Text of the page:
Multidecadal variability of eastern Australian dust and northern New Zealand sunshine: Associations with pacific climate system

  • Lamb P
  • Leslie L
  • Timmer R
 et al. 
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Abstract

Central eastern Australia is a major global source region for atmospheric dust. Time series of surface dust observations show that a striking multidecadal oscillation of dust frequency has occurred in this large region since the late 1950s. From 1959 to 1973, there was a pronounced and consistent dust maximum, after which a sharp decline was followed by a much more dust-free 1977-2006. Time series of surface and 925 hPa (similar to 725 m) winds reveal that the dust oscillation was associated locally with strengthening and then weakening of the southerly component of the low level wind over the dust-prone region. Composite maps for 1959-1973 (dusty) and 1977-2006 (more dust-free) indicate that these local wind changes reflected the relative speed of the southerly-southeasterly airflow into southeastern Australia. Correlation analyses show that this multidecadal regional wind oscillation was associated with similar timescale changes in the behavior of the Pacific climate system, including the latitudinal displacement of the South Pacific Convergence Zone, and more remotely with the sea surface temperature changes of the Pacific Decadal Oscillation (tropical North Pacific and extratropical North-Northeast Pacific) and North Pacific Oscillation (central subtropical North Pacific). Further correlation analyses suggest these Pacific climate system oscillations modulated other key environmental conditions (cloud regime, sunshine duration, rainfall rate) across the Southwest Pacific, including northern New Zealand sunshine.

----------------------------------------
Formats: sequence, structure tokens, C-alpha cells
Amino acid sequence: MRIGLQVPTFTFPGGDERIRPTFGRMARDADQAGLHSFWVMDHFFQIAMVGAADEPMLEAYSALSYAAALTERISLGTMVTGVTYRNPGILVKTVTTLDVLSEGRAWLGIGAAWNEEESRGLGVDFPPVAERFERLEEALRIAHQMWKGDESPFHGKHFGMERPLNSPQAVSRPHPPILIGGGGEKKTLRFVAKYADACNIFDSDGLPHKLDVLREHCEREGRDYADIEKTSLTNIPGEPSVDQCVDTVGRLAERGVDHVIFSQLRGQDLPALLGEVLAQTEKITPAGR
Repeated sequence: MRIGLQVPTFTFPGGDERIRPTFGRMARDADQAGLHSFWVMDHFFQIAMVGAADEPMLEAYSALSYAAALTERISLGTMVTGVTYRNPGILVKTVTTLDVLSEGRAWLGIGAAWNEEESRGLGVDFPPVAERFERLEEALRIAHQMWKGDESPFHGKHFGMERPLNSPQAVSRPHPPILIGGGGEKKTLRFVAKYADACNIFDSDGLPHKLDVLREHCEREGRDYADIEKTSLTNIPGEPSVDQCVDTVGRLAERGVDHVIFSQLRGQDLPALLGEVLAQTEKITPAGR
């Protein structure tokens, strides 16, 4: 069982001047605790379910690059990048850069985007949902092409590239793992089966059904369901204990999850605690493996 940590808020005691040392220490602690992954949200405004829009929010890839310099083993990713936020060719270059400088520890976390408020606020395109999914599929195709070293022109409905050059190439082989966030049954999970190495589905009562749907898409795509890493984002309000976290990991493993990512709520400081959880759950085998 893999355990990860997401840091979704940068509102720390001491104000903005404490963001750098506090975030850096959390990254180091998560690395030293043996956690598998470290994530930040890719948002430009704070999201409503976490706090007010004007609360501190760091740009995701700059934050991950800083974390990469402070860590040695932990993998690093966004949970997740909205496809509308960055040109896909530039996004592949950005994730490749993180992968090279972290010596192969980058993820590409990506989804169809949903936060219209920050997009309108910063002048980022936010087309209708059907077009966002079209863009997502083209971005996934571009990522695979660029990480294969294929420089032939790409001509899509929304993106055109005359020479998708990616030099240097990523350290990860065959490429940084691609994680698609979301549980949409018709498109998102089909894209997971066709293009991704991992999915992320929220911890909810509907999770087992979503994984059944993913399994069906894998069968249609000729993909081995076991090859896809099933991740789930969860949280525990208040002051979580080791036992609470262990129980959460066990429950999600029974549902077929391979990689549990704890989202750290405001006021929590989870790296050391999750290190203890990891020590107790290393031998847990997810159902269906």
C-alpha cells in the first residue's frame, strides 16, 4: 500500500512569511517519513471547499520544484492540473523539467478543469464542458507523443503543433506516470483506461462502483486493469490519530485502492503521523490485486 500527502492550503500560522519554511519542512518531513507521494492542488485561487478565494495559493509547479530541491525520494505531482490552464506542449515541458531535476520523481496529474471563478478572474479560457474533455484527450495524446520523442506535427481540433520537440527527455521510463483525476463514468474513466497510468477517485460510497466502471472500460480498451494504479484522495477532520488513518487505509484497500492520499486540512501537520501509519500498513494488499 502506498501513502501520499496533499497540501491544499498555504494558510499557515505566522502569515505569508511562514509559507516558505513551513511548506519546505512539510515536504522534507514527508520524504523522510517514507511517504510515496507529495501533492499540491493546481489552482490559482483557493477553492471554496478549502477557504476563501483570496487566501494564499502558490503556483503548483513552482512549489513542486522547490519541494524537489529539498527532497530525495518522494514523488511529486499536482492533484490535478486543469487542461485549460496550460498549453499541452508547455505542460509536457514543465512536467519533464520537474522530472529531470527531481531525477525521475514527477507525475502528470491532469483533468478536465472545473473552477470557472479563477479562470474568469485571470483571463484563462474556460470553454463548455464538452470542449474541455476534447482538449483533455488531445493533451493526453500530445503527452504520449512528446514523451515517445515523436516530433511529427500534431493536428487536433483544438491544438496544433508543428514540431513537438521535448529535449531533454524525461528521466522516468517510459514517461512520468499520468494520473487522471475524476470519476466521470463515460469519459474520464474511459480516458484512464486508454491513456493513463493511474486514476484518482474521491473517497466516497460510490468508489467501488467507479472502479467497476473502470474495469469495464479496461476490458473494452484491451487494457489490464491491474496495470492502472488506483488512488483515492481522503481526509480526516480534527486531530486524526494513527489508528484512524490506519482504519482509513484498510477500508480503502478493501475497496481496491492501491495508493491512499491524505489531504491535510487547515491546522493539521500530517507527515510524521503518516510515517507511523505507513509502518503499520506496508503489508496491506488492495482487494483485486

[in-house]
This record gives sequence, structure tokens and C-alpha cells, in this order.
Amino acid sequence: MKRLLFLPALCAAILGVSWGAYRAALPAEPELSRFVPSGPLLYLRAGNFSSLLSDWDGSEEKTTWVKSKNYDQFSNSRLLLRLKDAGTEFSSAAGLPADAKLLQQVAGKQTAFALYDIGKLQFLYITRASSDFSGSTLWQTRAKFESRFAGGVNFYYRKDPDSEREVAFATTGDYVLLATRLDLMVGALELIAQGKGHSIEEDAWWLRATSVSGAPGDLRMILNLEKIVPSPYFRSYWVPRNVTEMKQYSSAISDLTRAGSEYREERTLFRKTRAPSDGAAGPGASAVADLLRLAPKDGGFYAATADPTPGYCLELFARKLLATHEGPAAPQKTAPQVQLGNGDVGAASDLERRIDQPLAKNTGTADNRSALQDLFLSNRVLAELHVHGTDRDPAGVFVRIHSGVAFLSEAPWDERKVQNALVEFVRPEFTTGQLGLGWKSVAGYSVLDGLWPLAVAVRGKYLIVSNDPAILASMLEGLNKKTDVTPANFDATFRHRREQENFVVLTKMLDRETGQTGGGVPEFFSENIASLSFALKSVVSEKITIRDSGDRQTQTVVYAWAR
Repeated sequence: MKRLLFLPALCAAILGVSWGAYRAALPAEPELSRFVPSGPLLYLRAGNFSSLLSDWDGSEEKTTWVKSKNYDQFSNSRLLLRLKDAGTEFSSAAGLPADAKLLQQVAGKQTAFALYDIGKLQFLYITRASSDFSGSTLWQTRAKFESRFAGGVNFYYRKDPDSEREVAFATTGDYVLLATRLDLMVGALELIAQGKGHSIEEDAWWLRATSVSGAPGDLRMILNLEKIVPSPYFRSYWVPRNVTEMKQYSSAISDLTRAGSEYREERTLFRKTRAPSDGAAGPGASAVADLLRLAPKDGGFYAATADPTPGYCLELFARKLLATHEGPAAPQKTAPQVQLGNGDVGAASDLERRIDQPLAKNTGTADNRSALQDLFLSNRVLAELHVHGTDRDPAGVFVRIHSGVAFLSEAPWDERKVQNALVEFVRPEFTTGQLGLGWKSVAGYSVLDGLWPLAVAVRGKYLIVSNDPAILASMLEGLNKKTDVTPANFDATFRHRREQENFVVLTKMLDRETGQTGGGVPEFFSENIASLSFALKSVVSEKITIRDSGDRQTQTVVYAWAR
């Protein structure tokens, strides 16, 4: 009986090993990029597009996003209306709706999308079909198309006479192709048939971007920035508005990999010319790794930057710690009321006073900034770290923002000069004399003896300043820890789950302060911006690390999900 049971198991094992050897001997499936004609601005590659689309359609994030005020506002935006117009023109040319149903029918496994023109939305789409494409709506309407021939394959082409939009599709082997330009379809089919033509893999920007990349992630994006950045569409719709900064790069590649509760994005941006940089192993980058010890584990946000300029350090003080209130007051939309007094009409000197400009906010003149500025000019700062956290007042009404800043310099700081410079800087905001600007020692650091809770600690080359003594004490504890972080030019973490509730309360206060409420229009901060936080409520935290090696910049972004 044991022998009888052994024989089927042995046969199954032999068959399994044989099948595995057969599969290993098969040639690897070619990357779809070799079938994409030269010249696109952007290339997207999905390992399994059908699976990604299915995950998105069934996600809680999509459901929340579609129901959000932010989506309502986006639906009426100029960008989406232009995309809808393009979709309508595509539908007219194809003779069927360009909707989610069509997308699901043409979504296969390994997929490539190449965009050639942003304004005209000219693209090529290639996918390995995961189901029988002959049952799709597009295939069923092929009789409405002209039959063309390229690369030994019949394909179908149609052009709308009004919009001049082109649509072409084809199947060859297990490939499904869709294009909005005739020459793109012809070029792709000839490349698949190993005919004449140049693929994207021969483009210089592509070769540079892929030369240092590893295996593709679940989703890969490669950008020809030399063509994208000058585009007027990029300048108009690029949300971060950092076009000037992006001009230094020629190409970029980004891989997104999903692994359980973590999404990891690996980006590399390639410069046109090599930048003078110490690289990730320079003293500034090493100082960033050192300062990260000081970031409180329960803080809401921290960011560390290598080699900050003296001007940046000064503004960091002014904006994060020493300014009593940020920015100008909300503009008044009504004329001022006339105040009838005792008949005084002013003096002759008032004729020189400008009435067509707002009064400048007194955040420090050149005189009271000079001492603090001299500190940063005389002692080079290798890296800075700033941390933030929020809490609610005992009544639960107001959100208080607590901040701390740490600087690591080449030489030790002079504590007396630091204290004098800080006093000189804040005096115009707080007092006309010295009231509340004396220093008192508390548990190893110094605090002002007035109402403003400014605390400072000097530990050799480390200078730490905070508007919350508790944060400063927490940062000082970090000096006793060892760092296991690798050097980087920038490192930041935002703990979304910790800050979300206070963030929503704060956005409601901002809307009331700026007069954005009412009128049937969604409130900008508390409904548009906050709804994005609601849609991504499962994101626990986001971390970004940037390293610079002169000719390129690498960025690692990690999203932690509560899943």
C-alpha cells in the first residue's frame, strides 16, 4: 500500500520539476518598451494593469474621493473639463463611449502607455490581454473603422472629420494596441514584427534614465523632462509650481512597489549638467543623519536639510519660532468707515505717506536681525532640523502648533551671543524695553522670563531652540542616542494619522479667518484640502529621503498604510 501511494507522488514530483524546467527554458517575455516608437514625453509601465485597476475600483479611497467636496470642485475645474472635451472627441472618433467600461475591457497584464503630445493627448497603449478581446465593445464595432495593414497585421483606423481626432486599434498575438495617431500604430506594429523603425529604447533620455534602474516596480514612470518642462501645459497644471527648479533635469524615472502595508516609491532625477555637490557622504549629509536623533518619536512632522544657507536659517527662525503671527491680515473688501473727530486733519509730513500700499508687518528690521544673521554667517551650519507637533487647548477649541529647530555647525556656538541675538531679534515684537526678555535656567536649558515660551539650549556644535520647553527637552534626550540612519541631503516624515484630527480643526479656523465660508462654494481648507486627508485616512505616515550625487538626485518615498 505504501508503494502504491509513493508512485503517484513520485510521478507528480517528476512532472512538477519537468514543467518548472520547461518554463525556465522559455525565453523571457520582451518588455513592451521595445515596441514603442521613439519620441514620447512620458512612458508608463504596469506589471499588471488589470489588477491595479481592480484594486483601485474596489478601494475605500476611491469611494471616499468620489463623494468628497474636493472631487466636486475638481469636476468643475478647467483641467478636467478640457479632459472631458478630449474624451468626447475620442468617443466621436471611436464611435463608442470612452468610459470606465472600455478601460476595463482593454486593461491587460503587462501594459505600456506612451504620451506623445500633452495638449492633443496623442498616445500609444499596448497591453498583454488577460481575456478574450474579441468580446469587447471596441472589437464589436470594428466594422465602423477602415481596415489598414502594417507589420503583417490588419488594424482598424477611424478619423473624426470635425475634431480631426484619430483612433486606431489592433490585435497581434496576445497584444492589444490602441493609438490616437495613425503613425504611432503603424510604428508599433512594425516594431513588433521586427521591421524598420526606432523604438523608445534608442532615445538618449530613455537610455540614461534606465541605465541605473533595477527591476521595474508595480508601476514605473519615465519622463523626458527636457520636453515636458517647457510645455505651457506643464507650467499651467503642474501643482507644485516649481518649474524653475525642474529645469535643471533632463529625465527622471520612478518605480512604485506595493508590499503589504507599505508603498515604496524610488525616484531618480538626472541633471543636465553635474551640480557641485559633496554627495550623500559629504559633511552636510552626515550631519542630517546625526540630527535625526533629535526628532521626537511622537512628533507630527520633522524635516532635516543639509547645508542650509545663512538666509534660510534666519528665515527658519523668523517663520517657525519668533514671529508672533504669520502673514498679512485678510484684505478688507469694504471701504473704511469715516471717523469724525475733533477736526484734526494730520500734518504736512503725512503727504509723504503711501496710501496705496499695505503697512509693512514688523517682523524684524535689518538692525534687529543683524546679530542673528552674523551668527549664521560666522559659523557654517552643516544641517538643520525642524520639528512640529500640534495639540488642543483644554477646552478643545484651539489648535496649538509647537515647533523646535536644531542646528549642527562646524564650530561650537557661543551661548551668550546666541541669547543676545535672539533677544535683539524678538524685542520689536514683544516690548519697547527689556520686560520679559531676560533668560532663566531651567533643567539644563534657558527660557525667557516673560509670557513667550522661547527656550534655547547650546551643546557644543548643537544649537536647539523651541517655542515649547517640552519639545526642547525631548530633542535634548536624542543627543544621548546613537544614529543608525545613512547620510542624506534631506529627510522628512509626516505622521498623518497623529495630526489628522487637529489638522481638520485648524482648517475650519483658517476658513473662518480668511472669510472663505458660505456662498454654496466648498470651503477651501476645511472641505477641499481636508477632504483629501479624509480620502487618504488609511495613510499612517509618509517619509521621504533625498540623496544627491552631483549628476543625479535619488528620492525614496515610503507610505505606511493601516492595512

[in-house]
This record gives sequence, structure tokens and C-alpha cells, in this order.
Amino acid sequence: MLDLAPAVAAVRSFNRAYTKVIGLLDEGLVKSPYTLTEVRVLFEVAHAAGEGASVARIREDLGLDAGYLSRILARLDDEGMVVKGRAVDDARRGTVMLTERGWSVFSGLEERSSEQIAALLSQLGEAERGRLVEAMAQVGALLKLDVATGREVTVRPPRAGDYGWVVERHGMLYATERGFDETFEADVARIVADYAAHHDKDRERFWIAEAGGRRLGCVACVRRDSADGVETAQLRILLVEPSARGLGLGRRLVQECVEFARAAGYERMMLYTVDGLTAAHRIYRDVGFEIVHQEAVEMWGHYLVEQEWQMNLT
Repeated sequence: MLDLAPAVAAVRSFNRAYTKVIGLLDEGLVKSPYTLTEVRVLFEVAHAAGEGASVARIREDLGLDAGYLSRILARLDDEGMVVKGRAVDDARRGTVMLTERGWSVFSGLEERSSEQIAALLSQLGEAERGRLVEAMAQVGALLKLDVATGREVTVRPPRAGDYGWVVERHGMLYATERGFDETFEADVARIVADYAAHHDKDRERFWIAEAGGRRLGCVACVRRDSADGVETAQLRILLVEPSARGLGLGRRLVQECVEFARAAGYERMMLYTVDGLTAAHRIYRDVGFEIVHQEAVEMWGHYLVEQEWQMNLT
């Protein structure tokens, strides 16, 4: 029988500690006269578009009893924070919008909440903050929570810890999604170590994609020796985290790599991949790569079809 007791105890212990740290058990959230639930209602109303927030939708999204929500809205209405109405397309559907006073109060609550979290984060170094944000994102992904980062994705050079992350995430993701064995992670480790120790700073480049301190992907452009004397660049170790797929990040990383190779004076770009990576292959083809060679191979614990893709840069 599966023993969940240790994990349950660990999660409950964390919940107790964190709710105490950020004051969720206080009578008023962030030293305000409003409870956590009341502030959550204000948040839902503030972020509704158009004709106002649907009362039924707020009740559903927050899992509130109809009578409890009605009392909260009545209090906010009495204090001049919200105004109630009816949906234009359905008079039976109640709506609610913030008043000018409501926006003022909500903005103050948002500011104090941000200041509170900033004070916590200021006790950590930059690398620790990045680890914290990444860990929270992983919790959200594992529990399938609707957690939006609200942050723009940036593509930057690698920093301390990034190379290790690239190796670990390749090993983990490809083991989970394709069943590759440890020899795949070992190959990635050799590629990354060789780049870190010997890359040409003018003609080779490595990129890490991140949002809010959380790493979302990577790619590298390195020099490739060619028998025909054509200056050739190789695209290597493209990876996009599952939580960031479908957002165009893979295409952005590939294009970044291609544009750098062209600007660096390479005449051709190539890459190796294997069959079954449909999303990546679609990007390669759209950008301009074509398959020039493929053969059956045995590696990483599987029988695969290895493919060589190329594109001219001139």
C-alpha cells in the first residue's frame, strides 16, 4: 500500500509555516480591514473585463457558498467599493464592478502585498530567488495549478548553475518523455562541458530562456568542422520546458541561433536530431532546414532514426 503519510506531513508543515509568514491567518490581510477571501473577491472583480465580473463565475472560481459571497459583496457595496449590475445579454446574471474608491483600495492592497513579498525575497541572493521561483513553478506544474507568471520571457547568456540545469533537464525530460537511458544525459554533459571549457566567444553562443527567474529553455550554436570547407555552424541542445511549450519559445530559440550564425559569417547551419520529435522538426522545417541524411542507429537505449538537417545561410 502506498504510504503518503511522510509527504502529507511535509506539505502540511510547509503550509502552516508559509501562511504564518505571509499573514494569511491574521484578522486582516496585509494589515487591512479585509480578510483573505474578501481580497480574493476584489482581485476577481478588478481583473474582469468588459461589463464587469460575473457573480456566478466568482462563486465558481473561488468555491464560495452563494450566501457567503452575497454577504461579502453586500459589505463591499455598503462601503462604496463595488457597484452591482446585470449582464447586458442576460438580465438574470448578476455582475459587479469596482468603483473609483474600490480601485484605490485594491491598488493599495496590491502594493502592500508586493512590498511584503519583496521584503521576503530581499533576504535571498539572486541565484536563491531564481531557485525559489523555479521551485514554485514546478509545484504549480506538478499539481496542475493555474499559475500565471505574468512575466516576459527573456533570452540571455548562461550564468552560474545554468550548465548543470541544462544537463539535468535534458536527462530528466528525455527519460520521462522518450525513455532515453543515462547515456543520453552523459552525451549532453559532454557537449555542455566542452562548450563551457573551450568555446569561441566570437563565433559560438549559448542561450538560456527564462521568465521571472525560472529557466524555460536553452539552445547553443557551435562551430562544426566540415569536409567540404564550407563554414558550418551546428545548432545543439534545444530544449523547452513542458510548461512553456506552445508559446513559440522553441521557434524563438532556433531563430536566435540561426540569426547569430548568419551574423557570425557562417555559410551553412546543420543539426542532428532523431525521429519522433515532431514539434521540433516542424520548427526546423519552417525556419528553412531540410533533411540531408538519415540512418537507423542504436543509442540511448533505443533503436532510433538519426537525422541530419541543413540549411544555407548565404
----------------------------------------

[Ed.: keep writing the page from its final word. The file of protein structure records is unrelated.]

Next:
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Authors

  • Peter J Lamb

  • Lance M Leslie

  • Reed P Timmer

  • Milton S Speer

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